Server

Support for container workloads

Microsoft fully supports its container base OS images, as described in this section. For support of Microsoft applications in containers, see GitHub, the Microsoft forums, or the Microsoft repository on DockerHub for the custom container image in question.

When running third-party applications in Windows containers, refer to the application vendor for support. In particular, confirm with the application vendor that they support running the application in a Windows container.

Supported networking configurations

Microsoft fully supports Windows container networking functionality. This functionality includes the Host Networking Service (HNS) and Host Compute Service (HCS). HNS and HCS work together to create containers (HCS) and attach endpoints to a network (HNS). Additionally, it includes the following container network drivers (for full descriptions of these drivers, see Windows Container Network Drivers):

  • Network Address Translation (NAT): This is the default driver for container networks. NAT networks support port forwarding and mapping from container hosts to container endpoints. Microsoft supports multiple NAT networks on Windows 10 container hosts that have Windows 10, version 1703 (also known as the Creators Update) installed.

  • Transparent: When configured with a user-specified subnet, transparent networks support static IP addresses from the physical network or dynamic IP addresses assigned by an external DHCP server. When using a transparent network for containers on a virtual container host, you must configure MAC address spoofing.

  • Overlay: Microsoft supports overlay networks for use with Docker swarm or Kubernetes orchestration. To use overlay networks, your configuration must meet the following requirements:

    • Your container hosts run Windows Server 2019, Windows Server 2016, or Windows 10 Creators Update.

    • Your deployment meets the requirements listed in Using overlay networks.

    • When using Kubernetes, you are using Flannel or OVN control panes.

      Note

      Kubernetes for on-premises Windows Server deployments is still in preview (Beta). For information about Kubernetes support, see Supported container orchestrators.

  • L2Bridge: Microsoft supports L2Bridge networks to assign containers to the same IP subnet as the container host. To use L2Bridge networks, your configuration must meet the following requirements:

    • Your container hosts run Windows Server 2019, Windows Server 2016, or Windows 10 Creators Update.

    • IP addresses must be assigned statically from the same prefix as the container host.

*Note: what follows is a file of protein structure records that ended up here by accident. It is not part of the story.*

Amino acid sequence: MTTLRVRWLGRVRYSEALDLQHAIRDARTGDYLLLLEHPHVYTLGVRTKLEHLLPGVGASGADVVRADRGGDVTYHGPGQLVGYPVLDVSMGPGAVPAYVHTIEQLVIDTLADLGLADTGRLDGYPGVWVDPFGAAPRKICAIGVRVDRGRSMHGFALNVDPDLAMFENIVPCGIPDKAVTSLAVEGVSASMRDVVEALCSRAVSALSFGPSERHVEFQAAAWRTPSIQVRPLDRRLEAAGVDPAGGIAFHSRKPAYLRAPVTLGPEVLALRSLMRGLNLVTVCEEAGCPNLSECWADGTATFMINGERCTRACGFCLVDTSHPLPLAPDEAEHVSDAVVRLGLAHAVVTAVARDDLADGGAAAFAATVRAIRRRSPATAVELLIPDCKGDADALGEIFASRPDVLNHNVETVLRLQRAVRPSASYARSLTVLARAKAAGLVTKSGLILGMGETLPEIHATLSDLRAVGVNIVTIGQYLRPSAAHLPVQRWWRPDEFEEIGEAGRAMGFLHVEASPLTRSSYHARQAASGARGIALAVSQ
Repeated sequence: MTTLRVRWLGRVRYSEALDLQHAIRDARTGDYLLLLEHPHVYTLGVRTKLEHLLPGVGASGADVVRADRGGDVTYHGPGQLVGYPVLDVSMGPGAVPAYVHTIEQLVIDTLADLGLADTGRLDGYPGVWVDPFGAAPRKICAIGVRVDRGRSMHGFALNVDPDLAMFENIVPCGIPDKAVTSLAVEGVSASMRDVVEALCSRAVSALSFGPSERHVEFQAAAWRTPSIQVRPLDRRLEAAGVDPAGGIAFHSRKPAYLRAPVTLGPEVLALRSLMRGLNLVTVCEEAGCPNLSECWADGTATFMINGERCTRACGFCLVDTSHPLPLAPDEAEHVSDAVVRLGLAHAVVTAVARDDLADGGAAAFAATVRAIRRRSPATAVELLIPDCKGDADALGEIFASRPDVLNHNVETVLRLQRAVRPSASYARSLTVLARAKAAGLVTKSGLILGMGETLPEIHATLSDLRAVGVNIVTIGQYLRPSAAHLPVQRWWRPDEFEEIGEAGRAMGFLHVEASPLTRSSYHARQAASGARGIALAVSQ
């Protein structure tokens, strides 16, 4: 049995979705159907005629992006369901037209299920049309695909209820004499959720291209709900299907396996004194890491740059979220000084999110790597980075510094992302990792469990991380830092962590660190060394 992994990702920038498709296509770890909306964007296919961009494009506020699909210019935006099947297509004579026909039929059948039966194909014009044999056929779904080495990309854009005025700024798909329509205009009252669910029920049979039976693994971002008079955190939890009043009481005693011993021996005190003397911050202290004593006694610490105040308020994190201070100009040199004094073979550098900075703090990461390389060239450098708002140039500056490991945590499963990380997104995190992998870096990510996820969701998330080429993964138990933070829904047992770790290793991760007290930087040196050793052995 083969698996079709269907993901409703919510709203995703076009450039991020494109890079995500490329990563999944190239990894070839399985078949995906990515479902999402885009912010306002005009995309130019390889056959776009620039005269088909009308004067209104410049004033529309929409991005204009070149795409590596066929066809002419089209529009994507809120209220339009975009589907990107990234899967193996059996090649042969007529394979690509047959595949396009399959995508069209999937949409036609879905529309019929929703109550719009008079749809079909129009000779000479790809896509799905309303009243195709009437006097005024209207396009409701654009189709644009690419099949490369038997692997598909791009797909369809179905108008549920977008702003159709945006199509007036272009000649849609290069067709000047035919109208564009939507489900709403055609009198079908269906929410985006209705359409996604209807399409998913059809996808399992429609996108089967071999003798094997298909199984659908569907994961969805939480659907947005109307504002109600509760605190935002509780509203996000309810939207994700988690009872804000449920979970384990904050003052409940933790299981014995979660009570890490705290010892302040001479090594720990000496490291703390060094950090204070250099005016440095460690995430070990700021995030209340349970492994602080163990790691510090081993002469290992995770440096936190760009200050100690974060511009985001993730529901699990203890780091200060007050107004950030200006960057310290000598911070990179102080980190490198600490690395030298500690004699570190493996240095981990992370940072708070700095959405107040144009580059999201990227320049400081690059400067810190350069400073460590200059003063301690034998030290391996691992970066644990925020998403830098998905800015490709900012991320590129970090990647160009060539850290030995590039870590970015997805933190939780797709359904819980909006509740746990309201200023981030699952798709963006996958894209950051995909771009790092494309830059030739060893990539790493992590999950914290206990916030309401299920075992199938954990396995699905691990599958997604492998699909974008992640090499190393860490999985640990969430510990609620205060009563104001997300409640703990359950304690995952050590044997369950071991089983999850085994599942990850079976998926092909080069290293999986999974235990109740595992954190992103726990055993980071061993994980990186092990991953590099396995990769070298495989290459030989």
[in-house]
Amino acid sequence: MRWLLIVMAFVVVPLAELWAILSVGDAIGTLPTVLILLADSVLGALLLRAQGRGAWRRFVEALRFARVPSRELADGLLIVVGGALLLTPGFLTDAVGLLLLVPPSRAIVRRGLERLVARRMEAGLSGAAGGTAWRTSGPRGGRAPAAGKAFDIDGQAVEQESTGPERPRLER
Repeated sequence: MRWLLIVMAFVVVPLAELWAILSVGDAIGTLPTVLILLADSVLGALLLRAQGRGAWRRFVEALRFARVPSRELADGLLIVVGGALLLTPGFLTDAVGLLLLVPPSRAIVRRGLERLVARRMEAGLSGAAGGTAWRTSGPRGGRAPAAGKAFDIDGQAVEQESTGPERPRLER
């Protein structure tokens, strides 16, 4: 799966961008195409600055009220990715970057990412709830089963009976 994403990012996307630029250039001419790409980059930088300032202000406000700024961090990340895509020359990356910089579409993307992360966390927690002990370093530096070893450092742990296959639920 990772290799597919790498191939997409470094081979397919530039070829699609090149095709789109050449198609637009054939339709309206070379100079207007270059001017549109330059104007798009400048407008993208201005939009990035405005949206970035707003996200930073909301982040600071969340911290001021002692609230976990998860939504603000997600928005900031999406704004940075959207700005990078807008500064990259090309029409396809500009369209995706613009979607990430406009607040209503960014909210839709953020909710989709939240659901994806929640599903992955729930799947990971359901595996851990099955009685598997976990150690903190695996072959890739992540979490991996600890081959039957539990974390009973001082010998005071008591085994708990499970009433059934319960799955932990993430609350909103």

• You configure MAC address spoofing.

  • L2Tunnel: Microsoft primarily supports L2Tunnel networks for use in a Microsoft Cloud Stack. Otherwise, requirements for L2Tunnel networks resemble the requirements for L2Bridge networks.

Advanced network options - supported and unsupported

Microsoft supports switch-embedded teaming for container host networks used by Docker. Microsoft does not support any other NIC teaming configuration for container networking. For more information, see Advanced Network Options in Windows.

Docker

Microsoft does not support the following features for container networking:

  • IPSec encryption for container communication

  • HTTP proxy configuration for containers. You can track a preliminary PR for this feature at Changes to support registry modification in containers.

  • Attaching endpoints to running Hyper-V containers (hot-add)

Microsoft does not support the following commands and options for Docker:

CommandUnsupported options
Docker run
  • --ip6
  • --dns-option
Docker network create
  • --aux-address
  • --internal
  • --ip-range
  • --ipam-driver
  • --ipam-opt
  • --ipv6
  • --opt encrypted

Supported service accounts for containers

Microsoft supports Active Directory group Managed Service Accounts (gMSAs) for containers.

Containers cannot be domain-joined. By using Group Managed Service Accounts (gMSAs), Windows containers themselves and the services they host can be configured to use a specific gMSA as their domain identity. Any service running as Local System or Network Service will use the Windows container's identity just like they use the domain-joined host's identity. For information about using gMSAs, see:

Supported endpoint security options for containers and container hosts

Docker Desktop Windows Server 2016

Microsoft supports Windows Defender to protect container hosts. However, it does not support Windows Defender to run within containers.

Docker Desktop Windows Server 2012

Docker provides information about third-party providers and their endpoint protection products at Endpoint security for Windows containers. When using a third-party product, verify that the provider supports the product for containers. Be aware of any issues and limitations related to running the product within a container. Additionally, for recommendations about how to configure anti-virus protection to work with containers, see Anti-virus optimization for Windows Containers.